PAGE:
The World Cup is upon us, and so of course we need a quick refresher course in Global Domination! But we’re not talking about team rankings, Messi versus Neymar, or the sinister mind of Sepp Blatter. We’re talking about…the awesome power…of the Inter caetera.
Let’s return to the early 1400’s, when Europe is on its knees. The Crusades have failed; the Black Plague has wiped out half the population; Muslims control the trade routes to the East; half of Spain has been lost to the Moors and the Turks have besieged Constantinople. Out of this desperation, a Portuguese noble known as “Prince Henry the Navigator” comes up with a crazy idea: if you can’t beat ’em, just sail around ’em. He sends ships down the west coast of Africa in search of new resources and new markets. In 1427, Portugal discovers the Azores, and sets up a base for their navy. By 1444, they’ve colonized Africa as far south as modern Senegal. Then, in 1488, Bartolomeu Dias reaches the Cape of Good Hope, rounds Africa, and proves that the riches of the Orient could be reached by water. This is an info-bomb of the highest order. Portugal is suddenly positioned to become the most powerful nation on Earth, other European nations start scrambling to build fleets of their own, and all of Christendom turns its hungry eyes…to the East.
But God has a wicked sense of timing. Just five years later, in 1493, completely unannounced and unlooked for, a ship limps into Lisbon harbor. It’s a beat-up, storm-tossed caravel, flying the colors of Portugal’s hated rival Spain. Its captain is a rather odd Genoan who calls himself Cristoforo Colombo, and who explains he had been blown off course on his way home to Madrid. And then he proceeds to tell a mad tale that he has just returned from across the Atlantic! And then he claims that he has found a new world!! And that it is an entire continent, defended only by natives in loin cloths. It is just waiting to be taken!!! All one has to do is sail…to the West.
Dios Mio. Before Columbus even reports back to Madrid, the news has spread throughout Europe, and the race for discovery is on. With so much potential both East and West, hard questions need answering. Which way should nations send their ships? What will happen when their navies collide? Who will arbitrate the ownership of new discoveries? King Ferdinand and Queen Isabella of Spain proactively declare sovereignty over not just their discovery, but everything “out there.” King Manuel of Portugal protests. Tempers flare, threats are made. The already bad relationship between Spain and Portugal starts coming apart. So they turn to the only person who can mediate: the Pope.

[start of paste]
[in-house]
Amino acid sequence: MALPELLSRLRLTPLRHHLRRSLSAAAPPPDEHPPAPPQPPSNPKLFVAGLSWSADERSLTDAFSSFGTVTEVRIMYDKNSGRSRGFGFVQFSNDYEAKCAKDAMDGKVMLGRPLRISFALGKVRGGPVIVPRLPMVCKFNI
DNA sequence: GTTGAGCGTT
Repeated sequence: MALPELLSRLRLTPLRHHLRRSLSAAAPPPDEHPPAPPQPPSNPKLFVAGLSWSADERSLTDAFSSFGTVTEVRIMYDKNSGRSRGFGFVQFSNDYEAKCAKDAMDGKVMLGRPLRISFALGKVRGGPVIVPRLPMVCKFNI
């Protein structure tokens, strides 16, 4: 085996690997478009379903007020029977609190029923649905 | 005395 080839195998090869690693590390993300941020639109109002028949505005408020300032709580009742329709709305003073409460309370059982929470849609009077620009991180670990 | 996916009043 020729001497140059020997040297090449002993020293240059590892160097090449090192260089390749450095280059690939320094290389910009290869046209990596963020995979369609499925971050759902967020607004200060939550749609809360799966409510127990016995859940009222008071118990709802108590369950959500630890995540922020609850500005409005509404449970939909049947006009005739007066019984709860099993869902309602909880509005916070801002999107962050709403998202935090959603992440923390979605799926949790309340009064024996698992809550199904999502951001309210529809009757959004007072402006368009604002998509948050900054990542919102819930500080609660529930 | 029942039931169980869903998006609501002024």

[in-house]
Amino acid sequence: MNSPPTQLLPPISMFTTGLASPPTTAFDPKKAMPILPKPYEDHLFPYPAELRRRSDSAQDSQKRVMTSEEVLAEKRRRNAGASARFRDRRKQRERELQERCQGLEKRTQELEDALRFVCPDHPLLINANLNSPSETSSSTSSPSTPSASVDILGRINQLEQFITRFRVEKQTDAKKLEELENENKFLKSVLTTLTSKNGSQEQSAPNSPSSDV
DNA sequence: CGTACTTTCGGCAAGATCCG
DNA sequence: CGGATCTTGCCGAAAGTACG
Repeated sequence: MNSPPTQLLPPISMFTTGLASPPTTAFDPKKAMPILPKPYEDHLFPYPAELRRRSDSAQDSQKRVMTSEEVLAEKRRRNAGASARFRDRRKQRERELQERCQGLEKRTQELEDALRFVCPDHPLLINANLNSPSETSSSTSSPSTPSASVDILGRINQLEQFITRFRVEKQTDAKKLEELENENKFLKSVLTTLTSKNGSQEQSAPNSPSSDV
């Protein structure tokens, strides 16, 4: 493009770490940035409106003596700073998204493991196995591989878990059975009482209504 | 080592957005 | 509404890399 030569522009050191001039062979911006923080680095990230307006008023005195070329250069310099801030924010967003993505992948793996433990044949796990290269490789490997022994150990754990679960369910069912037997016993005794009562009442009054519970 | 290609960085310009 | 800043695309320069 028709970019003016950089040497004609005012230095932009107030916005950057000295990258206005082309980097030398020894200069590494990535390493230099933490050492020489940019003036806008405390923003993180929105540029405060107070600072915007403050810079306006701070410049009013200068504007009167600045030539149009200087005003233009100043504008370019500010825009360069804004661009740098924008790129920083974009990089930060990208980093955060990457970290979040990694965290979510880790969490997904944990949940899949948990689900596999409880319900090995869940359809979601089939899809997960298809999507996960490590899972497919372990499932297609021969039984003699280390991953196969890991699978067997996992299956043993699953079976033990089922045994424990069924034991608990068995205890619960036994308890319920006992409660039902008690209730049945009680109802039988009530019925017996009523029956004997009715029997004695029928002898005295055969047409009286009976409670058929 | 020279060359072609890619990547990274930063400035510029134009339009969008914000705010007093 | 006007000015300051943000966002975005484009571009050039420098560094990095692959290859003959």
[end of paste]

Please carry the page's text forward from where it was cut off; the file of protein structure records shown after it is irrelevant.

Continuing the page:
Unfortunately for Portugal, Pope Alexander VI isn’t what you would call impartial. He is a Spaniard, born and raised in Valencia, and a personal friend of King Ferdinand. He reasons that Portugal has discovered the route to the East, so they should go that way. Spain has discovered the New World, so whatever is out there belongs to them. (As for the other nations of Europe, they aren’t Catholic, so they don’t count.) And so, in perhaps the most egregious display of hubris and arrogance in the history of mankind, the Pope draws a vertical line down through the Atlantic Ocean, and splits the world in two. The papal bull of 1493 entitled Inter caetera declares that everything yet to be discovered to the West belongs to Spain, and that Portugal had to stay to the East. Since Portugal already owned the Azores, the line of demarcation would be 100 leagues to the west of those islands. And just like that, Portugal was locked out of the New World.
Ah, the Good Lord taketh, but the Good Lord also sometimes giveth back. In 1500, a Portuguese fleet under Pedro Cabral, sailing from the Azores and bound for Africa, gets blown off course far to the West, and runs into some land. With a little exploration, Cabral realizes this is a rather BIG piece of land, perhaps even a continent. And with a little further investigation, Cabral realizes this land is much further East than what Columbus had discovered. It is so far East, in fact, that it is on the Portuguese side of the Inter caetera line! It therefore belongs – Graças a Deus – to Portugal. Cabral unloads his ships and starts exploring…
Skip forward 500 years, and come back to where we started, at this year’s World Cup. At the place we now know as Brazil, you can witness the effects of a massive idiosyncrasy in play. Messi will be shouting in one language, while Neymar will be shouting in another. Fans of Mexico, Chile, Colombia, Uruguay, Costa Rica, Ecuador and Honduras will be screaming in Spanish. But the home crowd will be roaring in Portuguese.
And all because of a mistake. Made with the stroke of a pen.